US military ship embarks JGSDF vehicles for first point-to-point expedition> Commander, US 7th Fleet> Display


SASEBO, Japan (NNS) – Embarkation for the very first point-to-point expedition of Japanese Land Self-Defense Force (JGSDF) vehicles aboard a US military vessel took place at Commander, US Fleet Activities Sasebo , July 27.

Boarding was both practical and a training opportunity to enhance interoperability between the U.S. military and the JGSDF.

“We always try to build on interoperability, which allows us to understand their capabilities and to test and train our own capabilities,” said Major Jacqueline Hearne, US Army Liaison Officer at Camp Kengun, Kumamoto .

Six vehicles from the 8th JGSDF Division, a mix of Type 87 armored reconnaissance vehicles and light armored vehicles, were moved from shore aboard the US Army’s Runnymede-class landing craft USAV Coamo (LCU-2014 ). Coamo will transport vehicles from Sasebo on Kyushu Island to Yokohama on Honshu Island. Kearns said it demonstrates the ability of the U.S. military to move forces long distances between islands.

The ability to move Japanese vehicles and other assets to respond to an emergency, such as the recent use of the United States Marine Corps MV-22 Osprey tiltrotor aircraft during earthquake relief in Kumamoto, was one of the main reasons boarding training was needed.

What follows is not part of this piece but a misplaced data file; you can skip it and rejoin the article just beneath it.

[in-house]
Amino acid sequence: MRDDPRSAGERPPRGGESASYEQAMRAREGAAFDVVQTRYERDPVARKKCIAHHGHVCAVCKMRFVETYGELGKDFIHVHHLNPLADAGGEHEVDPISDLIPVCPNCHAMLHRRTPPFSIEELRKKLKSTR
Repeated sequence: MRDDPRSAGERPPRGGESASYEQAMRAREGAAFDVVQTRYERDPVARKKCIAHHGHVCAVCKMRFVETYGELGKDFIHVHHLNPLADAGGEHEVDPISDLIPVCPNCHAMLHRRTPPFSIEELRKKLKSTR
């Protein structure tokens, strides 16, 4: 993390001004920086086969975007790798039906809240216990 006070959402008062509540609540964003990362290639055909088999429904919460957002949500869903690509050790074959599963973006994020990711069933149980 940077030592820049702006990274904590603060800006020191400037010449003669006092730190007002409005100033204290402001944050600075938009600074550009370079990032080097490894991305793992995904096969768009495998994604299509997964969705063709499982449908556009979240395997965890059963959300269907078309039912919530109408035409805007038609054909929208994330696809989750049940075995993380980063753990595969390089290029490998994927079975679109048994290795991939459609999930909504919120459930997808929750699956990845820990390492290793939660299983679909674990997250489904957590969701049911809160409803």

“Right now we are trying to help the Japanese develop their own maneuvering capabilities and allow them to move equipment from one region to another,” Kearns said. “Allowing our personal watercraft to do this helps show them how they might be able to expand their own maneuvering capabilities. ”

Currently, the JGSDF has no water transportation, but relies on its counterparts in the Japanese Maritime Self-Defense Force and the United States Army.

Once in Yokohama, the vehicles will join other JGSDF vehicles and be shipped by commercial vessel to the United States where they will participate in Rising Thunder, an annual bilateral training exercise between Japan and the United States at the Yakima Training Center, in Washington.

About Mohammed B. Hale

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